Victoria’s Secret brings back Adriana, Naomi, Gisele and Candice to introduce ‘The Icon’ collection

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Back in 2018, in what would end up being the final Victoria’s Secret Fashion Show (at least, in the form that we knew it), the brand staged a dramatic send-off for Adriana Lima, who was hanging up her wings, so to speak, after almost two decades. It was teary and emotional — and, for the Brazilian model, it did feel like a finale.

“At the time, I thought that was my last walk for Victoria’s Secret,” she tells Fashionista over the phone. “It was very emotional day — not only day, a year, because I knew it was coming. I’ve always been very connected to and always loved the brand. To me, it was beyond a work relationship: I felt like they were part of my family and my life.”

With that walk, Lima flipped the page. “In my head, I had closed the chapter,” she admits. “But maybe deep inside, I thought there was still a small possibility I would go back. Even if it wasn’t for me: My oldest daughter wants to be a model, so I thought, ‘Maybe I’ll come back to watch her.'”

But then, Victoria’s Secret — undergoing a massive rebrand, with a whole new C-Suite and an entirely re-vamped approach to who represents it (and how) — called, again. “I was thrilled,” Lima says. “And I did not think twice.”

In April, she reunited with the brand to launch the new campaign for its Heavenly Eau de Parfum. That was the first of a few projects they’re working on together: The next sees her come together with fellow Victoria’s Secret legends Naomi Campbell, Gisele Bündchen and Candice Swanepoel, as well as faces from the new era — Adut Akech, Emily Ratajkowski, Hailey Bieber, Sui He and Paloma Elsesser — to introduce The Icon by Victoria’s Secret collection, launching Thursday.

Akech and Elsesser were among the very first members, announced in 2021, of the VS Collective, the brand’s alternative to “Angels.”

“The Icon campaign feels like the perfect compliment to all of the work that Victoria’s Secret has done since the Collective announcement,” Akech shares via e-mail. “The campaign really is an extension of the brand’s mission to empower all women and I’ve loved getting to be a part of such impactful moments in the brand’s journey.”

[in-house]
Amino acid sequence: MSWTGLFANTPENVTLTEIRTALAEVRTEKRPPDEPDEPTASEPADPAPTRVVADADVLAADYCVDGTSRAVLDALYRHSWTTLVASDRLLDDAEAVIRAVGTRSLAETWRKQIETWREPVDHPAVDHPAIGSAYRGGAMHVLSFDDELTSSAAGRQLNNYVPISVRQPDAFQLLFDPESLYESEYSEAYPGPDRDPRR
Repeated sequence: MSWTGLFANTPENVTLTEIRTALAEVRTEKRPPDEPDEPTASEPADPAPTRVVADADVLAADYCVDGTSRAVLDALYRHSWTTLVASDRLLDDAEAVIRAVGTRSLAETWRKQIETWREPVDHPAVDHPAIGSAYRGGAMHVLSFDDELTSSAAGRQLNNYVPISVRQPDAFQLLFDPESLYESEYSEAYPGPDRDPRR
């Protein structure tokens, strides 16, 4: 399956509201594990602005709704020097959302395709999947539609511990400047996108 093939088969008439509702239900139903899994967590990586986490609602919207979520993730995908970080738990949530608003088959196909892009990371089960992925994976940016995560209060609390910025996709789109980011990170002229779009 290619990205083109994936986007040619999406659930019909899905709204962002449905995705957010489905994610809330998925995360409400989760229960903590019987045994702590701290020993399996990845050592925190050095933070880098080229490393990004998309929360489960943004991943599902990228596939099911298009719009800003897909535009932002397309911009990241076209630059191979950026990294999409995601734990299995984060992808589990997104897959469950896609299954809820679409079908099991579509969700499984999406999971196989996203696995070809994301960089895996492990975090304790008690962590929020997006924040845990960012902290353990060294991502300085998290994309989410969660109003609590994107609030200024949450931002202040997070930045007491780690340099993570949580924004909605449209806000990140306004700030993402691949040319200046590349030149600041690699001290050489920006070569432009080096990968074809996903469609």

“The talent featured in the Icon campaign are both dynamic women from the brand’s past and the present, who embody what it means to feel confident and powerful in their own unique way, with distinct and powerful voices, which makes them iconic,” Raul Martinez, Victoria’s Secret’s chief creative director, writes via e-mail.

The Icon campaign also acts as a precursor to what audiences will see on the Victoria’s Secret World Tour, its reimagining of the fashion show that will stream on Prime Video on Sept. 26. Some of the cast are slated to appear in the film.

The centerpiece of The Icon collection is the new Push-Up Demi Bra, which boasts a lifting and shaping technology meant to “enhance the wearer’s natural shape,” according to Janie Schaffer, the brand’s chief design officer. This feature “represents our commitment to championing all women for who they are and what makes them unique.” It also boasts an all-over lace that disappears under clothes, light push-up padding, a smoothing wing and fully adjustable and convertible straps.

This launch emphasizes the wearer’s natural shape — a dramatic, considered departure from the pushed-up-all-the-way, extra-padded look Victoria’s Secret popularized during its heyday (when many of this campaign’s stars worked with the brand.)

“Both the collection and campaign were created to celebrate the shape of you,” Schaffer writes, via e-mail. “The women featured in this campaign are iconic because they are confident in who they are and embrace it — the Icon Push Up Demi-Bra is an extension of that same energy.”

“I’ve shot many campaigns for Victoria’s Secret in different stages of my life,” says Lima. “To be shooting the Icon campaign at this stage is really fulfilling. It’s a very big message.” For her, that message is about “the acceptance of women in every culture, shape, stage of their lives. That’s why I’m here, that’s why I believe Victoria’s Secret called me and that’s why I accepted.”

The look of the campaign — photographed portrait-style by Mikael Jansson against a grey seamless, with some shots in black and white, and styled by Camilla Nickerson with a pared-back approach — furthers this idea, according to Akech: “Every woman brought her own magic to set and helped bring the campaign to life in such a beautiful way,” she shares. “From both the talent, visuals and the collection itself — this campaign is a celebration of what makes every woman iconic: embracing herself.”

The full collection includes panties, slips and robes featuring the brand’s classic logo design, starting at $18.50 for panties, $54.95 for bras and $34.95 for lingerie, with sizes ranging from 32A-44DDD, XS-XXL. The collection officially launches in stores and online on Aug. 10, with those who sign up for the Victoria’s Secret Collective Loyalty Program getting early access on Wednesday.

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